As I've been asked by several people now, I thought that I'd post this here as a reference for owners who don't have and don't want an auto-bleeder on either the radiator or at the waterpump/thermostat housing, but would rather prefer to maintain a stock cooling system and have to mess with bleeding the radiator (or water pump/thermostat housing)
Instead of pulling the hoses off the radiator, I prefer to pull the hoses (9 and 16) off the pipes (5 and 18 ) in the engine bay. If you still have a stock/OEM radiator with the plastic side tanks and flanges/collars like I do, the less you pull the radiator hoses off and on, the less problems you'll have later on down the road with the radiator - at least that's my take on it. I then proceed to drain and back-flush the radiator (by using a spray nozzle on a garden hose on the opening to pipe 5, and using the nozzle with a rag wrapped around it to build up some moderate water pressure) and heater core / engine (by pushing water through the disconnected top hose of the header bottle) separately. Up to you if you want to pull the block drain plugs - sometimes I do, sometimes I don't.
If you're trying to collect the old coolant, as opposed to simply discharging it onto the ground, then you'd run compressed air through the system during the catch phase, followed by your back-flush with water. Be careful not to put too much pressure through the system, but a moderate amount is necessary to do a good job and won't hurt anything.
After the back-flush, I like to blow the system out again with compressed air, using the air to dry the water from the back-flush, as my garden hose water is quite hard and I want as little of it left in the system as possible before refilling. I refill the system only after it's completely devoid of liquid/fluid, or at least as empty as is reasonably possible.
I then put the drain plugs back in the block and reattach the hoses to their pipes, leaving only the top hose of the header bottle still disconnected. Note that I don't remove any of the hoses near the thermostat / water pump.
I then prepare my coolant mixture in a clean 5 gallon plastic bucket. 40% distilled water, 60% concentrated Prestone DexCool Antifreeze, and a bottle of Prestone Cooling System Treatment (it's a combination corrosion prohibitor and lubricant). I prefer mixing it myself as opposed to buying the premixed 50/50 stuff (no good reason for this - I just do) and always mix up about a half gallon more than I'll actually need. Yeah, I use DexCool (the orange stuff) and have been doing so successfully for the last 12 years, despite what others on the forum have said about it. DO NOT use any kind of sealant tabs or a liquid sealant product unless you want a mess and a plugged up cooling system.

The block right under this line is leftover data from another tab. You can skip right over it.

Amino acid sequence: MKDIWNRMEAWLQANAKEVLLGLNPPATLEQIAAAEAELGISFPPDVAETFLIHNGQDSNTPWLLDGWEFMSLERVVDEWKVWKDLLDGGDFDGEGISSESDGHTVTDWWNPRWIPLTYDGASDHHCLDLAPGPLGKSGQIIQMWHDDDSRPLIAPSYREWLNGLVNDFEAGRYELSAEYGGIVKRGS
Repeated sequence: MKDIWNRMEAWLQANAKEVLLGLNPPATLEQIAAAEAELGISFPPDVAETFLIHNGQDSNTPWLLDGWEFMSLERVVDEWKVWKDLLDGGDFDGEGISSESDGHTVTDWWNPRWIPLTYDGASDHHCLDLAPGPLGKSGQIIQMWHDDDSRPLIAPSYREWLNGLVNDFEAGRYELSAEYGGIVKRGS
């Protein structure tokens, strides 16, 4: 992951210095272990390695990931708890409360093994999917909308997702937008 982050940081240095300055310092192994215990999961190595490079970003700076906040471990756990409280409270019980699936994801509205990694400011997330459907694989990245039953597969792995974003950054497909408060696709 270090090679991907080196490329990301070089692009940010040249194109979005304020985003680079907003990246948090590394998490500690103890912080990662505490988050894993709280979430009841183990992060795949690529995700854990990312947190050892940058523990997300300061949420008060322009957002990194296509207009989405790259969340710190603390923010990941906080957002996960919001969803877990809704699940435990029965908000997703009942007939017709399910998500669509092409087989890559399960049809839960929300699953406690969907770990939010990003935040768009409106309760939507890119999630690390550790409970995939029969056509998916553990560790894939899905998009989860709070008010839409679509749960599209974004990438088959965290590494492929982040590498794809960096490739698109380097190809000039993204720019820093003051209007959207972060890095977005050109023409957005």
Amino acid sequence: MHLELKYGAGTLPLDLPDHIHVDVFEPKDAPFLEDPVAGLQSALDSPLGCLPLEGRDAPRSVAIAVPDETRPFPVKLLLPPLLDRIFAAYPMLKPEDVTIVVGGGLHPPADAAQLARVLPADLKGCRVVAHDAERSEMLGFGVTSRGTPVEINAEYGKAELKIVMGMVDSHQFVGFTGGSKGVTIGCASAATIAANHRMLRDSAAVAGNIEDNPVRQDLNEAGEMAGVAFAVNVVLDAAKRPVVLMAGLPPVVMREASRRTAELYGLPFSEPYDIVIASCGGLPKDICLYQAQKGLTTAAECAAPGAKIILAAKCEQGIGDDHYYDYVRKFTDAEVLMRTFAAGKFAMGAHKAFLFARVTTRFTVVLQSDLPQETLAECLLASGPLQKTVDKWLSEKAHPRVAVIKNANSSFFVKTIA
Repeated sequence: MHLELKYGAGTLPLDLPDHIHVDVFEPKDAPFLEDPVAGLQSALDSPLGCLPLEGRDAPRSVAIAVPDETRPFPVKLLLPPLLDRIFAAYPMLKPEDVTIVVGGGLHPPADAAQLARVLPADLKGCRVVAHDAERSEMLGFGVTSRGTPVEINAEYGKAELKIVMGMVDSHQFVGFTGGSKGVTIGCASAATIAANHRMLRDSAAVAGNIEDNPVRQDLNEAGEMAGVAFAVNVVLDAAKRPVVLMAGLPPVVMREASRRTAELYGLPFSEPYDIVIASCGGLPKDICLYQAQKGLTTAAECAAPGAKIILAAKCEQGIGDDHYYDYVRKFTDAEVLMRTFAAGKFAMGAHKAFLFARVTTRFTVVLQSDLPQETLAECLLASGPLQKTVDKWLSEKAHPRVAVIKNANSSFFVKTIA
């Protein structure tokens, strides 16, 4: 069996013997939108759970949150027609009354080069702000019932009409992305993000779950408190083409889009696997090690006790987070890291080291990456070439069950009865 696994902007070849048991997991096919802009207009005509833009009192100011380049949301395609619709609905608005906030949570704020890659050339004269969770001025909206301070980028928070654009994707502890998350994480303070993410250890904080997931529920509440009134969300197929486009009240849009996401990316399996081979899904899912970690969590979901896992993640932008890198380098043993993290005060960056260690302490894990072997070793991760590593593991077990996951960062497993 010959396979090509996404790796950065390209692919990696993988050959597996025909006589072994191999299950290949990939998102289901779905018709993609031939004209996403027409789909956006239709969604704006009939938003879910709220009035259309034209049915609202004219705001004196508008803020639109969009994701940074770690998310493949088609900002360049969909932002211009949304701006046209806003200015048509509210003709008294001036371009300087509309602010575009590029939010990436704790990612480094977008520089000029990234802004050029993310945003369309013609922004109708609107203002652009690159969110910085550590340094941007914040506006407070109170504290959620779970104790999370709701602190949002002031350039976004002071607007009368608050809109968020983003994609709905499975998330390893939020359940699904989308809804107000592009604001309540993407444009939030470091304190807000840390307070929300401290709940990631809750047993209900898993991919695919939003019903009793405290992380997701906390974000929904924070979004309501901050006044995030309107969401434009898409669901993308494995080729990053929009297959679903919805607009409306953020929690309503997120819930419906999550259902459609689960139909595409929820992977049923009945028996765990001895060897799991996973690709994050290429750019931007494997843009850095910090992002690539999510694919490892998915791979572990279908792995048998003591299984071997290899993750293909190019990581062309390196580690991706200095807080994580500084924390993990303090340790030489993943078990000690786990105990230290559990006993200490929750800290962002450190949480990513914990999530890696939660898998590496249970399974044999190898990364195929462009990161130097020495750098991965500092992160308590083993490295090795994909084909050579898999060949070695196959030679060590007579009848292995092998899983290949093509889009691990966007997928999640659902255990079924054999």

I then use an old (previously flushed) fuel pump and prime it with my coolant mixture in the 5 gallon bucket. Once primed (free of air), I hook the fuel pump up to the still disconnected top hose of the header bottle, using a simple barbed coupler and a couple of hose clamps. I then activate the pump and allow the system to fill until the header bottle is practically full (don't worry about overfilling, as the system will purge whatever it doesn't want).
I then reattach the hose to the top of the header bottle and place whatever mix remains in my 5 gallon bucket into an empty antifreeze jug.
I then jack the rear of the car about 3 feet into the air and position jack stands in the regular locations. Set the HVAC mode switch to the heater or vent positions. I then start the car with the rear end in the air and allow it to get up to temperature (thermostat opening and cooling fans engaging). But always be sure to watch the temp gauge and immediately shut the engine off if you believe you're on the way to overheating. You'll want a bucket under the purge hose from the header bottle unless you're just discharging onto the ground, although the first warm up should result in most of the excess coolant in the header bottle being sucked into the system. After the fans have run for a minute or two, kill the engine. Check and top off the header bottle if needed. Repeat running the engine up to temp, stopping, and checking/topping off the header bottle until you no longer have to top off the header bottle or the header bottle starts dumping a significant amount of coolant out the purge hose and into your catch bucket / on the ground. You should only need to repeat once. Doing this with the rear end in the air purges all the air from the cooling system via the header bottle without having to mess with any of the bleed valves.
I don't run any kind of self-bleeder kit on my car - all 100% stock/OEM (with the exception of the heater control valve - original one developed a leak at the pivot).
Put the rear end back on the ground, top off the header bottle to an over filled level if necessary, and take the car for a good 10-20 minute drive, being mindful of the temperature gauge. At the end of the drive, check the header bottle and top off if needed, leaving it over-filled, but you should be done.
Note that if you don't refill with some type of purged continuous flow pump as I do, then you'll have to bleed at the waterpump/thermostat housing bleed valve/nipple. Also, if you remove the block plugs during the drain and flush, be sure to teflon tape and anti-seize the threads before re-installing.
So, that's what I do and it has worked great for me over the years. My car has always run nice and cool, as Steve can confirm (95F ambient temp in bumper-to-bumper slow moving Woodward Dream Cruise traffic for over 90 minutes and my car never breached about 180F).
As always, best of luck and have fun with your DeLorean!